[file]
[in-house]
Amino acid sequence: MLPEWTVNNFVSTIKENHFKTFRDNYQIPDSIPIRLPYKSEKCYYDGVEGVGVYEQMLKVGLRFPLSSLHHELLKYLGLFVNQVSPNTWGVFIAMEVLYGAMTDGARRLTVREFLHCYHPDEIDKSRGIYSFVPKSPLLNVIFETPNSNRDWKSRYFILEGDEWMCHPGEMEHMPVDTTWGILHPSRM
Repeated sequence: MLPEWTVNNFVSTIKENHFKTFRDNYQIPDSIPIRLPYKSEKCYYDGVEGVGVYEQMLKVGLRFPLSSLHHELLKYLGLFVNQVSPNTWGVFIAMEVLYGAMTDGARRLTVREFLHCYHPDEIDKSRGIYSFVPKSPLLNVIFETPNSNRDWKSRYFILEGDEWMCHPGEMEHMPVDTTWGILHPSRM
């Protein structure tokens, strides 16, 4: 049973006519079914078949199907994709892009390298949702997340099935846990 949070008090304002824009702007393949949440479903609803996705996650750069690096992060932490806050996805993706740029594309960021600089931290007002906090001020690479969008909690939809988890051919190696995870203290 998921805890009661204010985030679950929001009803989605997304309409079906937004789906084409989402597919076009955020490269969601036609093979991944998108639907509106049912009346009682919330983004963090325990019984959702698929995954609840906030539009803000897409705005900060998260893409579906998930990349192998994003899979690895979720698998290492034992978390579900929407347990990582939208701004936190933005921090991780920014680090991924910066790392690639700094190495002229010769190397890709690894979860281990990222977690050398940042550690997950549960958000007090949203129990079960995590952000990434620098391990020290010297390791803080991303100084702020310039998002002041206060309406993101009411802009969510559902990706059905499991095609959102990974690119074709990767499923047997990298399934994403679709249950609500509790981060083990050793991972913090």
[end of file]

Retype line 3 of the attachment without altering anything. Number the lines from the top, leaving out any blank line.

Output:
Repeated sequence: MLPEWTVNNFVSTIKENHFKTFRDNYQIPDSIPIRLPYKSEKCYYDGVEGVGVYEQMLKVGLRFPLSSLHHELLKYLGLFVNQVSPNTWGVFIAMEVLYGAMTDGARRLTVREFLHCYHPDEIDKSRGIYSFVPKSPLLNVIFETPNSNRDWKSRYFILEGDEWMCHPGEMEHMPVDTTWGILHPSRM